A SOPO is made for the purpose of protecting the public or particular members of the public from serious sexual harm. An order may prohibit the individual from doing anything specified in it, or positively oblige them to carry out a specified act or course of conduct. The duration of a SOPO cannot be for less than five years.
The SOPO regime could be amended so that compliance with a SOPO can be electronically monitored.
Question 7: Should electronic monitoring be permitted as a condition of a SOPO?
4.21 52 respondents (83%) answered this question. Of these, 50 respondents (96%) agreed that electronic monitoring should be permitted as a condition of a SOPO. Two respondents (a local authority and a partnership) disagreed.
Question 7a: Please give reasons for your answer.
4.22 48 respondents (76%) provided reasons to support their answer. A recurring view was that permitting electronic monitoring as part of a SOPO would be beneficial in strengthening SOPOs and adding value in the following ways:
- Providing the public and victims with more confidence.
- Increasing the chances of offenders complying with their SOPO.
- Re-enforcing the conditions of the SOPO.
- Enhancing the management of risk, enabling better management of location of offender ( e.g. enabling the establishment of boundary zones; times when school children will be entering/exiting school or on transport).
4.23 Other benefits identified by four or fewer respondents were:
- Increases the flexibility of the SOPO as an option.
- Efficient and cost-effective approach to monitoring offenders on SOPOs.
- There are examples of electronic monitoring being successfully permitted as a condition of SOPOs elsewhere.
4.24 Many respondents, from a wide range of sectors, qualified their support for this proposal, emphasising the need for robust risk assessment prior to permitting electronic monitoring as a condition of a SOPO. A few respondents, including three from the third sector, considered that there should be no automatic assumption that electronic monitoring would be permitted, but assessments for appropriateness should be undertaken, case by case.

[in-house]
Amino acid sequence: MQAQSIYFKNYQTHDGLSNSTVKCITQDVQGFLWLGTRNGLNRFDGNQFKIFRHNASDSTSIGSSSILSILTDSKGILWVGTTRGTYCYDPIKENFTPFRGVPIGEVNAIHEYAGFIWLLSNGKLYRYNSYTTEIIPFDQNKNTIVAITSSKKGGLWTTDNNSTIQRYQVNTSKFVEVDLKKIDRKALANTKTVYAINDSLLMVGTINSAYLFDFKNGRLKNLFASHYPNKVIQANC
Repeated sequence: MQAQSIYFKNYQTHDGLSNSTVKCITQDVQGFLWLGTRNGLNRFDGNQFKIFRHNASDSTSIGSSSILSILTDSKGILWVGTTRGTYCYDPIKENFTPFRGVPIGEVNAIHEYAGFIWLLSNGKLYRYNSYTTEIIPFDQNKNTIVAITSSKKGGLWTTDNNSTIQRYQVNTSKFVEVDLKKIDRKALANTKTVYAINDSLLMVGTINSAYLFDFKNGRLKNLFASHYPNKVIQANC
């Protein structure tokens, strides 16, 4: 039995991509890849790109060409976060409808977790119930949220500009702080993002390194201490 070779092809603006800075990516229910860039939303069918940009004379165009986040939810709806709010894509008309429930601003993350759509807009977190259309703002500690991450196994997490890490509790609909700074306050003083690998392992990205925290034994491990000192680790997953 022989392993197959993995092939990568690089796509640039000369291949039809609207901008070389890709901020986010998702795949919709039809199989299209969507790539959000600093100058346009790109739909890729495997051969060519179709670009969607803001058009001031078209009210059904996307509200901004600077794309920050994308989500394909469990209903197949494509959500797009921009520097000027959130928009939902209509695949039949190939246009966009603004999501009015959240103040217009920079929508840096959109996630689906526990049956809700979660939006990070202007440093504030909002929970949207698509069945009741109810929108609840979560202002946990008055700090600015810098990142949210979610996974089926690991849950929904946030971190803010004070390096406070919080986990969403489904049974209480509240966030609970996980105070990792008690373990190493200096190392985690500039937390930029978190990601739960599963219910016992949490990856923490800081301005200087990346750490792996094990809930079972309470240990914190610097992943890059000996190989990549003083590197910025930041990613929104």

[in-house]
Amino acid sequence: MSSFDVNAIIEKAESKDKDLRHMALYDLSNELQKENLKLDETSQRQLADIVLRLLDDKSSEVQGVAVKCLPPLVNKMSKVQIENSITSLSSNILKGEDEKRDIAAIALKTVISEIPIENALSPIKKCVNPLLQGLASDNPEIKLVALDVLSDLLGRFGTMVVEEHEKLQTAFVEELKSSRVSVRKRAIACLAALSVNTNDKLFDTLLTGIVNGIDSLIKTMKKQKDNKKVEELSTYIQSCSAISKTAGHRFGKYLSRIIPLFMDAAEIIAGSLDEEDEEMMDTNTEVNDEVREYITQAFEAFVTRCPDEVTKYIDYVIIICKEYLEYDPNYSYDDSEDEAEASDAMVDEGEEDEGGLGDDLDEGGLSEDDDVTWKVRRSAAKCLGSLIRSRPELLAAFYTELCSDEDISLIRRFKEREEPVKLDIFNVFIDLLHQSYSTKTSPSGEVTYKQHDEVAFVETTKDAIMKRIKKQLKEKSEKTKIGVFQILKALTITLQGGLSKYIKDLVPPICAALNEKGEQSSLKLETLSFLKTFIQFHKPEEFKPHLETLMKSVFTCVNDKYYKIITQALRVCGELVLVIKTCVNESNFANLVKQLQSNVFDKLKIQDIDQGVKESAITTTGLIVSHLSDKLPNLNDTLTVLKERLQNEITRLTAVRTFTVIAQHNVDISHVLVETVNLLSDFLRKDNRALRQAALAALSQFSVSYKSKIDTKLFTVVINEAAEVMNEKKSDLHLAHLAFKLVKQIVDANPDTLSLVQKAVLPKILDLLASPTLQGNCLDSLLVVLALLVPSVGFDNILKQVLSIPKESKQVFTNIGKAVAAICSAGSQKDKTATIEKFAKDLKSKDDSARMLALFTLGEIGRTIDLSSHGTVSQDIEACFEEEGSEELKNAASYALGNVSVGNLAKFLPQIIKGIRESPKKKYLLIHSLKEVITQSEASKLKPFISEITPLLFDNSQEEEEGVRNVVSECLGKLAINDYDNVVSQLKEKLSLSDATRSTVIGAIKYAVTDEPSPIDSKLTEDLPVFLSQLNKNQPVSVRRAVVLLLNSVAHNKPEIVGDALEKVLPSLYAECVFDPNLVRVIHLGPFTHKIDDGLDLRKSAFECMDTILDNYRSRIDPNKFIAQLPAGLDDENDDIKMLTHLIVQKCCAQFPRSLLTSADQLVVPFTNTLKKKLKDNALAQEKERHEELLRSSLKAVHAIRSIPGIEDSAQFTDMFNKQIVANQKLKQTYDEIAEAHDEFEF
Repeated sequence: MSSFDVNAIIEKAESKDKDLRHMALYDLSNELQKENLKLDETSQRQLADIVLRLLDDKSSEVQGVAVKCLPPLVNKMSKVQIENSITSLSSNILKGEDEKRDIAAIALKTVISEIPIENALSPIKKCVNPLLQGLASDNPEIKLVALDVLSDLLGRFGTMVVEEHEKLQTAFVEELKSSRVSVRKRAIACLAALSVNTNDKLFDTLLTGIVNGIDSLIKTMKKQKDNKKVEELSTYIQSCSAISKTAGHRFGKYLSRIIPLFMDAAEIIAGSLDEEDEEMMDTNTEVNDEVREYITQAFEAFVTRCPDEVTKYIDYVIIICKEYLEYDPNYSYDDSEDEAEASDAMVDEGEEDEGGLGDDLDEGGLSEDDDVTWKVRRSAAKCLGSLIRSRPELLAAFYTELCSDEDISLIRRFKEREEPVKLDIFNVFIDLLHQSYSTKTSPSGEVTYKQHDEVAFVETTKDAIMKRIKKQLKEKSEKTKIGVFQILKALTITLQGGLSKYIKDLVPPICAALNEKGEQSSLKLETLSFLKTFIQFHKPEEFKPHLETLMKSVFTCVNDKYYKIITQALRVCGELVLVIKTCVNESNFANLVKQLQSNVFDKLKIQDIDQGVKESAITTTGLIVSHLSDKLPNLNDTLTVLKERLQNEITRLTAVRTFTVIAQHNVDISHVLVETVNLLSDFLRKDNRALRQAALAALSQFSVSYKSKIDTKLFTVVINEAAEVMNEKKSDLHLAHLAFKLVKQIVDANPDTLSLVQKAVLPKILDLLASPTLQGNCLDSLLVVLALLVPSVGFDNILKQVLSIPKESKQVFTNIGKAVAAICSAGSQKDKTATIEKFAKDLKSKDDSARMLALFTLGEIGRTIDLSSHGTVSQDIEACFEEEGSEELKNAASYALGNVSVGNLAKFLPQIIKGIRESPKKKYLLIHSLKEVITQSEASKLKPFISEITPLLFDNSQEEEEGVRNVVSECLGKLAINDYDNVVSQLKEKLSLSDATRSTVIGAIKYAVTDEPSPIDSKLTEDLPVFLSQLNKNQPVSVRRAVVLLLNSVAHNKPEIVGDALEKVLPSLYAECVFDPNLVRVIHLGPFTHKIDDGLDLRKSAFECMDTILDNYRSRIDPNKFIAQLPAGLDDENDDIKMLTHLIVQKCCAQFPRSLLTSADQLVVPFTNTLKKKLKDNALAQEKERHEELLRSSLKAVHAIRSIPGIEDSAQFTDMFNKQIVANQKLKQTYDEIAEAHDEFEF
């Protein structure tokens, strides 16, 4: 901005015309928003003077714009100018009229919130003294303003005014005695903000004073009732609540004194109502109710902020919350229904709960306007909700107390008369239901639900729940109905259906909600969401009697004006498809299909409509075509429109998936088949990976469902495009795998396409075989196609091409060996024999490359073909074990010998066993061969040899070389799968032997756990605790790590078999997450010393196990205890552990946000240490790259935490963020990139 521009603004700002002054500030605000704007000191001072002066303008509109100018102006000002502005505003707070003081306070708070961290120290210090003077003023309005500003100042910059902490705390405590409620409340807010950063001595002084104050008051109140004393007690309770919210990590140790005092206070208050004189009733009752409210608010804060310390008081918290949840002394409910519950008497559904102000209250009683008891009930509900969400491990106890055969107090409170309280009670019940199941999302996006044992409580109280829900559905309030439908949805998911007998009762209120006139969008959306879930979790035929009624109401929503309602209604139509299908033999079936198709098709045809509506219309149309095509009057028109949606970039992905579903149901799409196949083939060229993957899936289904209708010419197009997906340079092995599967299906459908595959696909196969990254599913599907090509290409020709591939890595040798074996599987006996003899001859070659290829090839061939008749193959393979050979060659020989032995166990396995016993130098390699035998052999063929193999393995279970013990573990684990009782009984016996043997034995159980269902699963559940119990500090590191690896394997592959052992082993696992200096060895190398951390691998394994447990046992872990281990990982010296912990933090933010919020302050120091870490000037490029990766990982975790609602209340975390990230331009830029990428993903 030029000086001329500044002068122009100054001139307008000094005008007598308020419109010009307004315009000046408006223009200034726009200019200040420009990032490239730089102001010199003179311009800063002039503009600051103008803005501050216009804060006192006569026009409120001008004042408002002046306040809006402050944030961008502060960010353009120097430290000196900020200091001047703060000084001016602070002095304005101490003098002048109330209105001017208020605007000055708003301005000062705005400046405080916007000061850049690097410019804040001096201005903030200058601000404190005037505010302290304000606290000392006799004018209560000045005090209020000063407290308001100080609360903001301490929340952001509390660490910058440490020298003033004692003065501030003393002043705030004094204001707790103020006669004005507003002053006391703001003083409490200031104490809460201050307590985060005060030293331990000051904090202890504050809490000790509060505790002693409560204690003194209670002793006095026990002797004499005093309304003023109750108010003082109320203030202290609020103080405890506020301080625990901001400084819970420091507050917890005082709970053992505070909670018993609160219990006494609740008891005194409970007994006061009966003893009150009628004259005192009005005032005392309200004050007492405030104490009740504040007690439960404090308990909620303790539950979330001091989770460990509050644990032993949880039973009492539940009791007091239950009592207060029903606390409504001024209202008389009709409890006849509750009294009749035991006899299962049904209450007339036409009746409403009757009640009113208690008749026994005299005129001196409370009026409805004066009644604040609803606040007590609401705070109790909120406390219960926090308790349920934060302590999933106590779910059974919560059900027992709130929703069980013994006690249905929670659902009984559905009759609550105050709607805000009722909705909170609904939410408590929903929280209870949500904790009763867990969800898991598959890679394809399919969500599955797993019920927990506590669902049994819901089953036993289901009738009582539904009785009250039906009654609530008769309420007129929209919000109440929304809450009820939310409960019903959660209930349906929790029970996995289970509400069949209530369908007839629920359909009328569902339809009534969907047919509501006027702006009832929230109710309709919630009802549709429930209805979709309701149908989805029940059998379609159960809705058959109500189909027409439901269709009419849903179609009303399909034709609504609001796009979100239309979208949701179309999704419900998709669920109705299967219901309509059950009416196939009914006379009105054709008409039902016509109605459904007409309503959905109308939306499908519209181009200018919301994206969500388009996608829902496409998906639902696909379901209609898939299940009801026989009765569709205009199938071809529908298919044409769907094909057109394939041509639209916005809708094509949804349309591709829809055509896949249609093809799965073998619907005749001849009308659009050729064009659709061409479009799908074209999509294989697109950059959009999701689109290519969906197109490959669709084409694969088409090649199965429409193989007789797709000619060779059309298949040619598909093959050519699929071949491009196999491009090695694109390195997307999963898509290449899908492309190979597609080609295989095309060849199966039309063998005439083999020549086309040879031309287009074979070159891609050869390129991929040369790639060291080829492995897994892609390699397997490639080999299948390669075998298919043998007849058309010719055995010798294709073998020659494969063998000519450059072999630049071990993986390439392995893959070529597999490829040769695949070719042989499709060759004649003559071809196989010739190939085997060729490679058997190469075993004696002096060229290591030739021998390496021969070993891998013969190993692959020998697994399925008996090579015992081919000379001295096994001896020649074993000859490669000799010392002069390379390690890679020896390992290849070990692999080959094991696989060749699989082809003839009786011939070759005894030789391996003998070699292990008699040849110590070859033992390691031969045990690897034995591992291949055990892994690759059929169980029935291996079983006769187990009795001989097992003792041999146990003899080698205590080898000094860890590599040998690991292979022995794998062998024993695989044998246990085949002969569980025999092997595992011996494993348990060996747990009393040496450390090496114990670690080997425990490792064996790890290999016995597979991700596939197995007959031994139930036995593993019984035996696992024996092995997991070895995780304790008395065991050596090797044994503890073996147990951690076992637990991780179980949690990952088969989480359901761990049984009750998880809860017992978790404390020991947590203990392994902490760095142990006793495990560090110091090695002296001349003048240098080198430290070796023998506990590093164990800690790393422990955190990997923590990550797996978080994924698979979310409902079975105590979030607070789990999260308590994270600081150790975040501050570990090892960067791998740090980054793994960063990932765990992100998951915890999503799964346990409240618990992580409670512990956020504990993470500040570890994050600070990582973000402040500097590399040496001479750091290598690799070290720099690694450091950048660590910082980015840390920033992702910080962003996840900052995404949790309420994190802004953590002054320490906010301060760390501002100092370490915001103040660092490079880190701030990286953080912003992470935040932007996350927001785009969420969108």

4.25 Five respondents, across different sectors, emphasised their view that suitable support packages should be in place to underpin electronic monitoring. Four respondents, three of them partnerships, suggested that the duration of electronic monitoring should be regularly reviewed, and adjusted according to risk.
4.26 The local authority disagreeing with the proposal did so over concern that appropriate supervision and support needs of the offender may not be met, and indicated that if these were addressed, then they would support the proposal.
4.27 It was not clear why the partnership opposed the proposal.
Electronic monitoring as a condition of a Risk of Sexual Harm Order ( RSHO)
The Protection of Children and Prevention of Sexual Offences (Scotland) Act 2005 introduced the RSHO as a tool to achieve the goals of protecting children and of proactively targeting those who pose a risk. They are preventative orders which can prohibit an individual from doing anything specified in it, or positively oblige them to carry out a specific act or course of conduct.
There is no minimum age for an individual for whom an RSHO can be sought. The minimum duration of an order is two years.
Question 8: Should electronic monitoring be introduced as a possible condition of a RSHO?
4.28 51 respondents (81%) answered this question. Of these, 47 respondents (92%) agreed that electronic monitoring should be introduced as a possible condition of a RSHO; four respondents (8%) disagreed. Those disagreeing were from the categories: partnerships; third sector; and individuals.
Question 8a: Please give reasons for your answer.
4.29 41 respondents (65%) provided reasons for their answer. Several others simply referred to their response to question 7a).
4.30 The most frequent response provided (13 mentions) was that electronic monitoring enabled better risk management of offenders, for example, by offering the possibilities of setting exclusion zones, aimed at protecting the public from harm.
4.31 Other supporting rationales for electronic monitoring being introduced as a possible condition of a RSHO were provided each by five or fewer respondents:
- For better public protection.
- To expand the range of sanctions possible.
- Will increase public confidence and provide reassurance.